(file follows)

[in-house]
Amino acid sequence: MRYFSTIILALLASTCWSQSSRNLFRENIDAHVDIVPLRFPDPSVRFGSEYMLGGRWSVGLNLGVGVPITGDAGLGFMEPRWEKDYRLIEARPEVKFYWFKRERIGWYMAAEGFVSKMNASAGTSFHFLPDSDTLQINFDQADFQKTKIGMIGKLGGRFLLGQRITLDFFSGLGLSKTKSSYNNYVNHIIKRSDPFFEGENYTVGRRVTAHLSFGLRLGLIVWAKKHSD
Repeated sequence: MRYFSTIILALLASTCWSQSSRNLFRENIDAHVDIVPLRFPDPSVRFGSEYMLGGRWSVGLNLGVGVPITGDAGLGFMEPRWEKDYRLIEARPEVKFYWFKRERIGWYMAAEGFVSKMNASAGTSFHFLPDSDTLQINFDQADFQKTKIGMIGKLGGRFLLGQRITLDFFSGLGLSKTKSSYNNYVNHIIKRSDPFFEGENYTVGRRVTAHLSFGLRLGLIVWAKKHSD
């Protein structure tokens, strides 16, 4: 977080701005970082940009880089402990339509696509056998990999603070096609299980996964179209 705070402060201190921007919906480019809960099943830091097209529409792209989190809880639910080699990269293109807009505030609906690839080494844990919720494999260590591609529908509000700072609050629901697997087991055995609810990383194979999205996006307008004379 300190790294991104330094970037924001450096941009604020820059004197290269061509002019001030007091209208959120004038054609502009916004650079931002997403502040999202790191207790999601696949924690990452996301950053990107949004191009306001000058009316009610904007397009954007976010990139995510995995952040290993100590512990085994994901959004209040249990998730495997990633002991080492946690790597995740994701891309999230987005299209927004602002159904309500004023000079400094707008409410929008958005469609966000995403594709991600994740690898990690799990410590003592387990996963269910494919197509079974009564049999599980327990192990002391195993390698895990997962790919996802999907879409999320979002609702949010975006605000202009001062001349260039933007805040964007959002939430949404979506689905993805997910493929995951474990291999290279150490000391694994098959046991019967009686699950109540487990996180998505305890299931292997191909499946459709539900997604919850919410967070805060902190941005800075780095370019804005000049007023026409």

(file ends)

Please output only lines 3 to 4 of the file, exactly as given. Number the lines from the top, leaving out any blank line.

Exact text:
Repeated sequence: MRYFSTIILALLASTCWSQSSRNLFRENIDAHVDIVPLRFPDPSVRFGSEYMLGGRWSVGLNLGVGVPITGDAGLGFMEPRWEKDYRLIEARPEVKFYWFKRERIGWYMAAEGFVSKMNASAGTSFHFLPDSDTLQINFDQADFQKTKIGMIGKLGGRFLLGQRITLDFFSGLGLSKTKSSYNNYVNHIIKRSDPFFEGENYTVGRRVTAHLSFGLRLGLIVWAKKHSD
């Protein structure tokens, strides 16, 4: 977080701005970082940009880089402990339509696509056998990999603070096609299980996964179209 705070402060201190921007919906480019809960099943830091097209529409792209989190809880639910080699990269293109807009505030609906690839080494844990919720494999260590591609529908509000700072609050629901697997087991055995609810990383194979999205996006307008004379 300190790294991104330094970037924001450096941009604020820059004197290269061509002019001030007091209208959120004038054609502009916004650079931002997403502040999202790191207790999601696949924690990452996301950053990107949004191009306001000058009316009610904007397009954007976010990139995510995995952040290993100590512990085994994901959004209040249990998730495997990633002991080492946690790597995740994701891309999230987005299209927004602002159904309500004023000079400094707008409410929008958005469609966000995403594709991600994740690898990690799990410590003592387990996963269910494919197509079974009564049999599980327990192990002391195993390698895990997962790919996802999907879409999320979002609702949010975006605000202009001062001349260039933007805040964007959002939430949404979506689905993805997910493929995951474990291999290279150490000391694994098959046991019967009686699950109540487990996180998505305890299931292997191909499946459709539900997604919850919410967070805060902190941005800075780095370019804005000049007023026409």